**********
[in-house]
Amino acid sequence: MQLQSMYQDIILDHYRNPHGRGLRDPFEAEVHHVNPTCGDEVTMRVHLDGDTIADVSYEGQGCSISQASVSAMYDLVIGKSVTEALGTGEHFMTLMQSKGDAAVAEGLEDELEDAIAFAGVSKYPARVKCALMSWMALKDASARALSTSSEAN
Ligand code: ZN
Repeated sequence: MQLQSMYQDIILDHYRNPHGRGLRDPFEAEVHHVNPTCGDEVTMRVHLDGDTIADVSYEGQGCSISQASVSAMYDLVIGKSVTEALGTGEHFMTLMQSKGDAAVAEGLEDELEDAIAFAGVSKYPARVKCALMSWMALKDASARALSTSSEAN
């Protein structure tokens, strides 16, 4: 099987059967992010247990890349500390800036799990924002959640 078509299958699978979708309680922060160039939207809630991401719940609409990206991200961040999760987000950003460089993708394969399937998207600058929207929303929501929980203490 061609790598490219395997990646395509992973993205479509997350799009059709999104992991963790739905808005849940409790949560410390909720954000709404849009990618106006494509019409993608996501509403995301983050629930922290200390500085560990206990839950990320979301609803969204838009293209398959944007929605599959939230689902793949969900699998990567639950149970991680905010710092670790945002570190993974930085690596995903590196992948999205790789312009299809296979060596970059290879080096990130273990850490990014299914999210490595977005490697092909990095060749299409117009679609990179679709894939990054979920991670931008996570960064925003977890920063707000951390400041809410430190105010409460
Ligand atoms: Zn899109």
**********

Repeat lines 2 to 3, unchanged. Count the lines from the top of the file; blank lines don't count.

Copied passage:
Amino acid sequence: MQLQSMYQDIILDHYRNPHGRGLRDPFEAEVHHVNPTCGDEVTMRVHLDGDTIADVSYEGQGCSISQASVSAMYDLVIGKSVTEALGTGEHFMTLMQSKGDAAVAEGLEDELEDAIAFAGVSKYPARVKCALMSWMALKDASARALSTSSEAN
Ligand code: ZN